convert XML to JSON

XML Digester

Maps Xml to JavaScript objects while allowing you to influence the conversion. Thereby some unusual Xml documents can be mapped with ease.

This is my first node module and I have never really programmed in JavaScript before. So be warned. If you do not need the features of this converter, you should probably use one of the alternatives

I had an Xml I needed to convert with an unusual charcteristic:


I needed to preserve the order of the 'nodes' ("crossing", "street", etc.):

{ nodes: [ {name:"crossing"}, {name:"street"}, ... ] }

But none of the converters I tried (see below alternatives), allowed me to do that. Some like xml-stream allow to collect nodes of the same name into an array:

   <node kind="crossing"/>
   <node kind="street"/>
   <node kind="cross-walk"/>
   <node kind="street"/>
   <node kind="end-of-town"/>

but I didn't want to create a stylesheet that first transformed these documents.

There are other mappers like xmldom that create a whole Dom tree, but I wanted something simpler and something that could easily be extended by someone else.

var xml_digester = require("xml-digester");
var digester = xml_digester.XmlDigester({});

var xml = "<root>"
  + "<foo>foo1</foo>"
  + "<bar>bar1></bar>"
  + "<foo>foo2</foo>"
  + "</root>"

digester.digest(xml, function(err, result) {
  if (err) { 
  } else {
    // result will be { root: { foo: [ 'foo1', 'foo2' ], bar: 'bar1>' } }

This is the normal mapping behaviour, which all other converters offer. So it should be possible to simply replace your existing mapper with xml-digester.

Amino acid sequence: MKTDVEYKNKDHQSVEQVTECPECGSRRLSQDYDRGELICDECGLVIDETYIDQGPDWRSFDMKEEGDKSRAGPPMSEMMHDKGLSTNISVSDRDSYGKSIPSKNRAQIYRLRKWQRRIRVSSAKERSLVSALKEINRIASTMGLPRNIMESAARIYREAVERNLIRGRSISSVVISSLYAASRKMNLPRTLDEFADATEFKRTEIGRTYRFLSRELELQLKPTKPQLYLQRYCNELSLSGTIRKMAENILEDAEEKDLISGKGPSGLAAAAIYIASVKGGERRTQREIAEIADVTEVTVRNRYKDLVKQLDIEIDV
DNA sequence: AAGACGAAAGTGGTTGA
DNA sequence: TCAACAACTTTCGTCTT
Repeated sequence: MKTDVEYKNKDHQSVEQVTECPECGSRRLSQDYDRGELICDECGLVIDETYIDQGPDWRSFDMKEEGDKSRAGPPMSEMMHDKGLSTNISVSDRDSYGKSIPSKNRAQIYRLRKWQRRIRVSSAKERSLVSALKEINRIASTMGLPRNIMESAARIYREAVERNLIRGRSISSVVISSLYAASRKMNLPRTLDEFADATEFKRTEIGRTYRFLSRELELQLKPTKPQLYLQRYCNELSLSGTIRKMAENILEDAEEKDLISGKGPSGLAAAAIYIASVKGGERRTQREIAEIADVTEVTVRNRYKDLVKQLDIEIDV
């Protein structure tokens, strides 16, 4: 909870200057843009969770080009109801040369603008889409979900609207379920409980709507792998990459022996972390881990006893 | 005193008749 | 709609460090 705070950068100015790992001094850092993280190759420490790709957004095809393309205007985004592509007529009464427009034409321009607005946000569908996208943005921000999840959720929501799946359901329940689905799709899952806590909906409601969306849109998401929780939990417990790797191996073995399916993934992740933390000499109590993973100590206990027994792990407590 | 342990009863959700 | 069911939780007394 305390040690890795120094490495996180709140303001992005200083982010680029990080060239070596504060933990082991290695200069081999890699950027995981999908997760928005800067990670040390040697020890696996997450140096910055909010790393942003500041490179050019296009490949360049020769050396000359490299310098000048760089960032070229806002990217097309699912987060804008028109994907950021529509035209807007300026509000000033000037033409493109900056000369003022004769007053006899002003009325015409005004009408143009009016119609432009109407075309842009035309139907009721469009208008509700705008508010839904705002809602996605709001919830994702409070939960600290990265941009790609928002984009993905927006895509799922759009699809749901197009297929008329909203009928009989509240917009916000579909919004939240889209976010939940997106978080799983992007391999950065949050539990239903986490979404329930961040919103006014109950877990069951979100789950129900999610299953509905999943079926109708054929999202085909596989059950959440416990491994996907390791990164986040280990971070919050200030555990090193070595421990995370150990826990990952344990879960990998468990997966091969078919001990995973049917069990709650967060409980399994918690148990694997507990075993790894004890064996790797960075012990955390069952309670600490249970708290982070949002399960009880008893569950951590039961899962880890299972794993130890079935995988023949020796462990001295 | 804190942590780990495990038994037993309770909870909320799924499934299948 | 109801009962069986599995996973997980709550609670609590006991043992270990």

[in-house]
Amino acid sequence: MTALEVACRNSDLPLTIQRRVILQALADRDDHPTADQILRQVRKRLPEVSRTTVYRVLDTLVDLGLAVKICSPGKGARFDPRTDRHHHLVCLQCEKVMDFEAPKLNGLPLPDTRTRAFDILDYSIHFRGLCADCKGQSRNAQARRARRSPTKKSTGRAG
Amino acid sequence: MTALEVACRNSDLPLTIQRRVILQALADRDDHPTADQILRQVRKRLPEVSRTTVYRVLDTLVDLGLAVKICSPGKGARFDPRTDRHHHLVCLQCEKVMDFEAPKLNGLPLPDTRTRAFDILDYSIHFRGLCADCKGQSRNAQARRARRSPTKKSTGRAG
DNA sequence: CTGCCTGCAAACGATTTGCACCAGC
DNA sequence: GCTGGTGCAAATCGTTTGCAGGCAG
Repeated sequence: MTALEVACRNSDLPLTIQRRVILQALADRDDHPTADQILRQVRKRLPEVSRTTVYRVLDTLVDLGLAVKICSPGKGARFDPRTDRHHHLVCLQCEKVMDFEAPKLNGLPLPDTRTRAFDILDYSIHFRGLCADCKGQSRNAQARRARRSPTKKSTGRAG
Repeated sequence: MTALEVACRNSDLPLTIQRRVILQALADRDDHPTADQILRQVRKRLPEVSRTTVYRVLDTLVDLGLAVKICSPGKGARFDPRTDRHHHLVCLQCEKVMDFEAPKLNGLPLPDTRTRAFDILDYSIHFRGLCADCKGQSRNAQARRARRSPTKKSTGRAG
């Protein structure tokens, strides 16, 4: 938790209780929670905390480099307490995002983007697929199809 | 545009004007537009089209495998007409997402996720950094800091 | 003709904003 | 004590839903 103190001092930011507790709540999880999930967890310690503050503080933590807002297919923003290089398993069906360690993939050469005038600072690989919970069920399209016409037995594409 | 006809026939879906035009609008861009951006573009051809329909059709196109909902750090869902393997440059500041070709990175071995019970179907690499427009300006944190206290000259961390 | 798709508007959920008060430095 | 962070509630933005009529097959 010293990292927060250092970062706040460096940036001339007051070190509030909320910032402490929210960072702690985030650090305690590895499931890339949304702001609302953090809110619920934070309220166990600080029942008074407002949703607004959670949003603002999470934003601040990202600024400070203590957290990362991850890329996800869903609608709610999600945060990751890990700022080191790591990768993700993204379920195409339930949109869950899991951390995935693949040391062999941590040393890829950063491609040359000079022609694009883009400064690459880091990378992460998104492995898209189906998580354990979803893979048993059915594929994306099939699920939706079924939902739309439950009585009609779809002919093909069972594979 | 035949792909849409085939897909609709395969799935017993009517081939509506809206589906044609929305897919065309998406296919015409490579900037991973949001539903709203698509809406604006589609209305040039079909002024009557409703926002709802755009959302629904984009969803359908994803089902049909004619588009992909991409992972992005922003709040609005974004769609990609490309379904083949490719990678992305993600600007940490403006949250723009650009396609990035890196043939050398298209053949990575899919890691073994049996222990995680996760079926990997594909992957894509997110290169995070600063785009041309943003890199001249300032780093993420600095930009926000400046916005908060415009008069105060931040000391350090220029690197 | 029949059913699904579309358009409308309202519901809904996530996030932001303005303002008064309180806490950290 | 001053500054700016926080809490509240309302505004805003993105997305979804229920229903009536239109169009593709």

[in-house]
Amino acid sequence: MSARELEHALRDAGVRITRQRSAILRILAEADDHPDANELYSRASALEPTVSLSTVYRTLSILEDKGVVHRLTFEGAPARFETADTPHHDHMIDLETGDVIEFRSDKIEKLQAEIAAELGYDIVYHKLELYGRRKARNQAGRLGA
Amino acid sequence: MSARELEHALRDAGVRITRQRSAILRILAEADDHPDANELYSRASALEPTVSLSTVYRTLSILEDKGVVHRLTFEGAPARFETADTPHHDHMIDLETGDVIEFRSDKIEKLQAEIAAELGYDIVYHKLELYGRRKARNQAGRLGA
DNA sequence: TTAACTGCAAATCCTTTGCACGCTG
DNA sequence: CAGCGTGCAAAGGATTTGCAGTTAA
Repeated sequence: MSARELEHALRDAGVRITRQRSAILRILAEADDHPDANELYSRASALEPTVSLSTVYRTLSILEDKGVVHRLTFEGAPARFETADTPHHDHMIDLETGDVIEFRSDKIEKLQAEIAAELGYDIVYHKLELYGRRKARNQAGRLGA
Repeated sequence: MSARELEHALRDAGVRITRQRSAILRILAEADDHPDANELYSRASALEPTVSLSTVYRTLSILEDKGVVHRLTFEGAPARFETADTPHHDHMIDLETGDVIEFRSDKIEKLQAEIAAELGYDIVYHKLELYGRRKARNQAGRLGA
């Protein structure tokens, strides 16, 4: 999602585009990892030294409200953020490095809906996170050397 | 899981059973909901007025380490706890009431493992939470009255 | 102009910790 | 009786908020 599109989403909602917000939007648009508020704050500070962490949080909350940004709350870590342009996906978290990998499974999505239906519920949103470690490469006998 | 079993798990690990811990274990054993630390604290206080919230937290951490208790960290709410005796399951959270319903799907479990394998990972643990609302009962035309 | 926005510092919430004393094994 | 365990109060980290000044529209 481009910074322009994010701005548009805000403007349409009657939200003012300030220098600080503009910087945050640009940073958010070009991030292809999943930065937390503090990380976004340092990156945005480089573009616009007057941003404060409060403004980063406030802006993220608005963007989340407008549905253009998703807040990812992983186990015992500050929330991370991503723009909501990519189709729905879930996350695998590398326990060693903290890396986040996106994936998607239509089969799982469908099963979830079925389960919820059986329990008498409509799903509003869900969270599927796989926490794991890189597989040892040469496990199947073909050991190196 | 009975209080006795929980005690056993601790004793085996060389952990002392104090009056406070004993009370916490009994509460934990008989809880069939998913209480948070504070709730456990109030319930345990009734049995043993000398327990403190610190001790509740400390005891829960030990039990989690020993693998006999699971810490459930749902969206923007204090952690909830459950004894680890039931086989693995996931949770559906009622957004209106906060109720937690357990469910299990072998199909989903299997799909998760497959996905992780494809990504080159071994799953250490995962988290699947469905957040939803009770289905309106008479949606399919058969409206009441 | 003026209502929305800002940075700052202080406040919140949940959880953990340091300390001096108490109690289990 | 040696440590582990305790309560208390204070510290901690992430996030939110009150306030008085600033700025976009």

If you need to influence the mapping you can declare that certain Xml elements should be converted by a special handler. The declaration supports a very minimal subset of XPath:

  • foo matches all 'foo' elements
  • bar/foo matches all 'foo' elements which have a 'bar' element as parent
  • bar//foo matches all 'foo' elements which have a 'bar' element as ancestor
  • /bar//foo matches all 'foo' elements which have a 'bar' element as root element
  • bar/* matches all elements which have a 'bar' element as parent
  • bar/*/foo matches all 'foo' elements which have a 'bar' element as grand parent

There are three predefined handlers.

  1. The SkipElementsHandler (xml_digester.SkipElementsHandler) that just removes elements (and their child elements)
  2. The OrderElementsHandler (xml_digester.OrderedElementsHandler) that is used to preserve the order of elements (see Why ...)
  3. And the DefaultHandler (xml_digester.DefaultHandler), which is used normally but which can be used by another handler as well

To use the handler you have to set it as an option to the digester:

var xml_digester = require("../lib/xml-digester");

var handler = new xml_digester.OrderedElementsHandler("kind");
var options = {
  "handler": [
    { "path": "nodes/*", "handler": handler}
var digester = xml_digester.XmlDigester(options);
var xml = "<nodes>"
        +   "<crossing/><street/><cross-walk/><street/><end-of-town/>"
        + "</nodes>"

digester.digest(xml, function(err, result) {
  if (err) { 
  } else {
    // result will 
    // { nodes:  [ { kind: 'crossing' }, { kind: 'street' }, ... ] }

Since the name of the nodes should preserved, you can define a property-name (in the above example it is 'kind'). The Xml Element name will then be stored in the JavaScript object in that property.

If you do not give a property-name, the '_name' property will be used. But this property is not 'enumerable', i.e. Object.keys(node) will not list the '_name' property.

If there are multiple paths that match a given Xml element, the handler of the first matching path in the 'handler' array will be used.

You can create your own handler, if you understand some of the inner workings of the XmlDigester. For now I would advise you not to do that, because the API might change. But the doucmentation will come as soon as possible, once I feel the API has stabilized enough.


The above are the ones I tried. See


for the full list.

The Xml Digester is based on Issac Schlueter's sax-js.

That library also works in the browser! It would be great if anyone were willing to test Xml Digester in the browser and send me a pull request ...